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How to Mitigate Emotional Labour in the Workplace

Author(s): Elizabeth McCall

After World War II, with society’s shift into the post-industrial world, the service industry has taken over as the dominant form of business in North-America. The service industry sector is one that provides intangible products or services to the public, for example retail workers, cashiers, transportation operators, police officers, etc. In the United States alone, the service economy has grown from 54.7% in 1950 to 72.5% in 1992 (de Castro, Agnew, & Fitzgerald, 2004). This influx of front-facing service jobs has created an industry where emotional labour is seen as a common and necessary part of the job, but this can have a large impact on employees' well-being if not taken into consideration by the employer.

Researchers define emotional labour as the management of one's feelings while dealing with a customer, that creates a socially desirable, positive outward appearance (van Gelderen, Konijn, & Bakker, 2017). For example, an organization expects the employee to serve the customer with a smile on their face even when they are having a negative interaction with them.

Jobs that require emotional labour generally share three characteristics; they require the worker to deal with customers on a face-to-face basis, whether in person or over the phone, internet, etc., they require the worker to control the emotional state of the customer and, through the use of training and supervision, they give employers the opportunity to have some control over the emotional state of their employees (de Castro, Agnew, & Fitzgerald, 2004).

Researchers have found that employees often turn to one of two methods to deal with the emotional pressure of their jobs; surface acting or deep acting. Surface acting is the act of suppressing ones negative emotions, and/or faking positive emotions. While deep acting is the act of working to cognitively changing ones feelings as a way of learning to self-regulate (van Gelderen, Konijn, & Bakker, 2017). However when an employee’s inner feelings do not align with their outward projections their performance can be negatively affected, not only for their current task but future tasks as well. Research has found that emotional labour has a negative effect on five main cognitive tasks; memory, reasoning, thinking, attention, and perception (Godelieve, et al, 2021). All of which would could have a large impact on employee performance if negatively affected.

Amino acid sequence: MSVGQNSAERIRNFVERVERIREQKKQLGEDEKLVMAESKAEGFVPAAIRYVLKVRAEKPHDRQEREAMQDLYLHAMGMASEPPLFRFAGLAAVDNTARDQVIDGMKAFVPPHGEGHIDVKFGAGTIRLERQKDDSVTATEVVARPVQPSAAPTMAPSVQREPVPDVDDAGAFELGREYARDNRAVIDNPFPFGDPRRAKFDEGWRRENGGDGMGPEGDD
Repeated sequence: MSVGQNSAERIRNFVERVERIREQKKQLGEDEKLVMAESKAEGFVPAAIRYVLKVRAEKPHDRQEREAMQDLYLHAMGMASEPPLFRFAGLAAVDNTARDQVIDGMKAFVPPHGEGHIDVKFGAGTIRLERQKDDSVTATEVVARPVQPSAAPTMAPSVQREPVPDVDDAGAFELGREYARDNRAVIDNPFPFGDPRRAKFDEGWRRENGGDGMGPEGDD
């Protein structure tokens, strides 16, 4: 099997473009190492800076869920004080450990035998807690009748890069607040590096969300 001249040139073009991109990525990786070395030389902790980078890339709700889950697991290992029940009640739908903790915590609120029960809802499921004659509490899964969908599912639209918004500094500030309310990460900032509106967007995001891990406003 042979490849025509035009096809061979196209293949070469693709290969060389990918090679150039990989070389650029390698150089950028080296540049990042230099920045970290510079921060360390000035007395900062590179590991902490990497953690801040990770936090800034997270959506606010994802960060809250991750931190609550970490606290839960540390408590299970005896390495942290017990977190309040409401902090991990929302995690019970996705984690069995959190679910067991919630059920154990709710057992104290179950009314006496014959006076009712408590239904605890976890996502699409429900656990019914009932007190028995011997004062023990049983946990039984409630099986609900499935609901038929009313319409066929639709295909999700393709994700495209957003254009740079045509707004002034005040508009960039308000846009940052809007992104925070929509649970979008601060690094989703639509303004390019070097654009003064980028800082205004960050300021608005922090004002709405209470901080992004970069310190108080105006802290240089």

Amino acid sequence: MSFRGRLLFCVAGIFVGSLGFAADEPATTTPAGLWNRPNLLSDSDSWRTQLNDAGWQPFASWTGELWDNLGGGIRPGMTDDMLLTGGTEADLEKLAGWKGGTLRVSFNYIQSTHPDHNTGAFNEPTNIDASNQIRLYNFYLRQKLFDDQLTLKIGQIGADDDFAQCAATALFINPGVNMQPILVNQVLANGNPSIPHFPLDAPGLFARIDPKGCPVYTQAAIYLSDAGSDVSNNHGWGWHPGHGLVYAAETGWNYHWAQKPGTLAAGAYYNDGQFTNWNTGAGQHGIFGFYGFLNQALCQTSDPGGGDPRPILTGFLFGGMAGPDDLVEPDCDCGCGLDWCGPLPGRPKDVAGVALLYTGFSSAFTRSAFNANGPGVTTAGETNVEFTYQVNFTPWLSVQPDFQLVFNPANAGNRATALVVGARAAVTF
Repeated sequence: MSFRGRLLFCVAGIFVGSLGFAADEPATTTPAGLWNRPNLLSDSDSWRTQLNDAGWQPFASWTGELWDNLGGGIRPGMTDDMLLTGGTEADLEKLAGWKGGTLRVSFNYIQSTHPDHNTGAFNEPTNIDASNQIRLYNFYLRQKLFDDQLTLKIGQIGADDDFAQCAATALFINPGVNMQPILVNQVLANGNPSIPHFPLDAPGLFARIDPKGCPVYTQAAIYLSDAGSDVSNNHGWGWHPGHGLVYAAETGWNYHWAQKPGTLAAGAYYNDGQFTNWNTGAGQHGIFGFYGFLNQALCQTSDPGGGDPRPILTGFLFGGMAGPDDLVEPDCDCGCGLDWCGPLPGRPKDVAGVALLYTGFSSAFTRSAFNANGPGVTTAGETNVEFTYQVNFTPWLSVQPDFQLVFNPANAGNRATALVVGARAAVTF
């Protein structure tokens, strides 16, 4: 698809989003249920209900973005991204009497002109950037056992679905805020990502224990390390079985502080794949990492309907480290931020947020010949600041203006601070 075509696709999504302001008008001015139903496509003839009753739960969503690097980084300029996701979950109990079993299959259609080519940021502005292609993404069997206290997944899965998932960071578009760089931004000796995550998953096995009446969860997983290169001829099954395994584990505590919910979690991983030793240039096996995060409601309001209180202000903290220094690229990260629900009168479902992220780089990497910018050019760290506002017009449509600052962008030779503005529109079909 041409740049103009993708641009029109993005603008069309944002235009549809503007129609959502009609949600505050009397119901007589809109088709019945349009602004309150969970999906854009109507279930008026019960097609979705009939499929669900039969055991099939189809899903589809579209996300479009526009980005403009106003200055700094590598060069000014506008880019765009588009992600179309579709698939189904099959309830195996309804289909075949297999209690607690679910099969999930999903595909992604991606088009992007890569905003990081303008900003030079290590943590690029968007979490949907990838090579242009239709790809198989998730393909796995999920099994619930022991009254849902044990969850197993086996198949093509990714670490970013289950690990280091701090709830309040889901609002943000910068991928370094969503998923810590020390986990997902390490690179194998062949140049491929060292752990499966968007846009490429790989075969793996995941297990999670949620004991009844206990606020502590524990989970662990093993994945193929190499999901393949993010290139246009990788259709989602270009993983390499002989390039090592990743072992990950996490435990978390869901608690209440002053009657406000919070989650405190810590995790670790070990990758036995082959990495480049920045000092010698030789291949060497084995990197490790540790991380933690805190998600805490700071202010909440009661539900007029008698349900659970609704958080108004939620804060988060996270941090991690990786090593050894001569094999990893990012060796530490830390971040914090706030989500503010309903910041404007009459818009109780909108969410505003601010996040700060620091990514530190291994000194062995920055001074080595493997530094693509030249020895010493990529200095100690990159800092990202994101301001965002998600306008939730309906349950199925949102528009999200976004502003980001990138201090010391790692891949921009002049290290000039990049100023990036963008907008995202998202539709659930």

Another way that employers can help mitigate the toll of emotional labour is through job crafting, which allows employees to change certain characteristics of their role so that it aligns more with their skills, wants/needs and personal goals. Job crafting can be broken down into two main parts; increase job resources, and decrease job demands. Through the Job demands-resources model, studies show that job demands that are more emotionally taxing have a higher psychological cost for employees and can lead to emotional exhaustion, burnout and a higher turnover rate(Huang, Lin, & Lu, 2020).

Not only does emotional labour have an effect on an employee’s work performance, but it also has an impact on their overall well-being and mental health. It reduces job satisfaction, effecting the employees happiness which can have an effect on their overall mood. Emotional labour can also greatly effect an employee’s stress levels which can lead to physical ailments, mental health problems, and behavioural issues. All of which can lead to a negative impact on their personal and professional relationships.